Restoring kelp, eliminating single use plastic

KelpDid anyone see the coverage of the Earthshot awards presented by the Prince of Wales in Boston earlier this month? They were awards given to organisations, companies or cities recognised as making a significant contribution to dealing with climate change, reviving our oceans, and other similar objectives. You can watch the whole ceremony on BBC iPlayer Earthshot Prize.

The winner in the Building a Waste-Free World category was a London based company founded in 2014 called Notpla (i.e. not plastic!) They have come up with a unique product made from seaweed – or kelp (to use the more scientific term employed by Sussex Wildlife Trust and local universities involved in the Sussex Kelp Restoration Project).

For those of us able to get to the recent Horsham Green Film Festival, the properties of kelp were explored in several short films. One of the brown algae, it has an extraordinary capacity, not only to grow at the rate of up to 30 cm a day but also to draw in millions of tonnes of carbon per year. Its carbon capture is more effective that that of trees – and the communities of such seaweed around our shores  are rightly known by their traditional name ‘kelp forests’.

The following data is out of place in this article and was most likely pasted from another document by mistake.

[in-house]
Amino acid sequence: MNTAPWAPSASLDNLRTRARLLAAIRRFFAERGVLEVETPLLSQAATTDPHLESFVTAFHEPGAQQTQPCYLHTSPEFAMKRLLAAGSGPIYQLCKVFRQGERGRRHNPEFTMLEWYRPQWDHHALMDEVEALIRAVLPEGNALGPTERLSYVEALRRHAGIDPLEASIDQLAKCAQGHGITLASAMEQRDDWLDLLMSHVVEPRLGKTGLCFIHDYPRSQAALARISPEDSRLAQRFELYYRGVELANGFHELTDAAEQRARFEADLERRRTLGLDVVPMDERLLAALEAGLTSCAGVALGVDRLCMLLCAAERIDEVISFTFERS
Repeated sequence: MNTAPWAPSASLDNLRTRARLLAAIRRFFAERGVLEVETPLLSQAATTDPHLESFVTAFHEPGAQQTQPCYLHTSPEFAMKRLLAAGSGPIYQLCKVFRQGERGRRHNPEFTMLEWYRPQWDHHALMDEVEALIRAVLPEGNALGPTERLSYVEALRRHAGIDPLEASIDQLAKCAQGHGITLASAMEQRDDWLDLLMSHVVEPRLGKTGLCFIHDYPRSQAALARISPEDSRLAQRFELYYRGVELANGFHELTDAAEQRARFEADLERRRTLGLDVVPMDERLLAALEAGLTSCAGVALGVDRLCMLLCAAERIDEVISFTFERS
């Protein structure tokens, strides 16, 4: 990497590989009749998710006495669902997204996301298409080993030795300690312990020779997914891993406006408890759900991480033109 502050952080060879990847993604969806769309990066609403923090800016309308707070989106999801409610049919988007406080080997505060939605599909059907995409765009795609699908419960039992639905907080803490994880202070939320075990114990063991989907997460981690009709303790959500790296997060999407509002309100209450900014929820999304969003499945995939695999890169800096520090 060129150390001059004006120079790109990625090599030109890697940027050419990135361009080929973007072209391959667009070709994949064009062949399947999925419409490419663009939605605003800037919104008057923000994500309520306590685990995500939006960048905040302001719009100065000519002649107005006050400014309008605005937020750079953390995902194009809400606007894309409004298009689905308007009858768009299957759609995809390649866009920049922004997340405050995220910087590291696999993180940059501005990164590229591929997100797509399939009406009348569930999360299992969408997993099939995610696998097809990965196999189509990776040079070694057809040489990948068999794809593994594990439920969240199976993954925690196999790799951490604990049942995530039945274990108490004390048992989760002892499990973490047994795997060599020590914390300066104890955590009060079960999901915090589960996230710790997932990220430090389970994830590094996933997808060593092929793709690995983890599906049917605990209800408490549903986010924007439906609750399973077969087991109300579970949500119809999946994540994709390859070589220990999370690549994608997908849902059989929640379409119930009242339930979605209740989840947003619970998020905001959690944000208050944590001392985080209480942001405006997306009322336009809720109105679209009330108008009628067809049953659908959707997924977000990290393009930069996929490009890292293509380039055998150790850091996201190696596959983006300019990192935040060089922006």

Sadly they have been greatly depleted by in-shore trawling over recent decades and surveys demonstrated a severe reduction of kelp communities.  However in 2021, a Near-Shore Trawling By-Law banned this practice. And the results just a year later have been spectacular. The film Sussex Kelp Restoration Project shows how researchers from Sussex and Portsmouth Universities have observed kelp forests regrowing and starting to flourish in a number of areas off the Sussex coast.

OK, you will say, what has this got to do with building a waste free world? The answer lies in the technology pioneered by the Earthshot winner Notpla in which seaweed is turned into an organic, biodegradable substitute for single use plastic, a thin film employed in takeaway food packaging and to make consumable liquid sachets, such as those containing Lucozade given out in this year’s London Marathon!

In addition to this, kelp revives our oceans by helping to restore biodiversity (decapods like crabs and lobsters thrive in a kelp-rich sea), filters the sediment that have been dumped by harbour dredging and oxygenates the seawater. And it’s all happening along our own Sussex coast  – and in a few other kelp-rich locations around the world e.g. the Queensland Indigenous Women’s Project which was nominated in the ‘Revive our Oceans’ category of the Earthshot awards.


by Nigel Phillips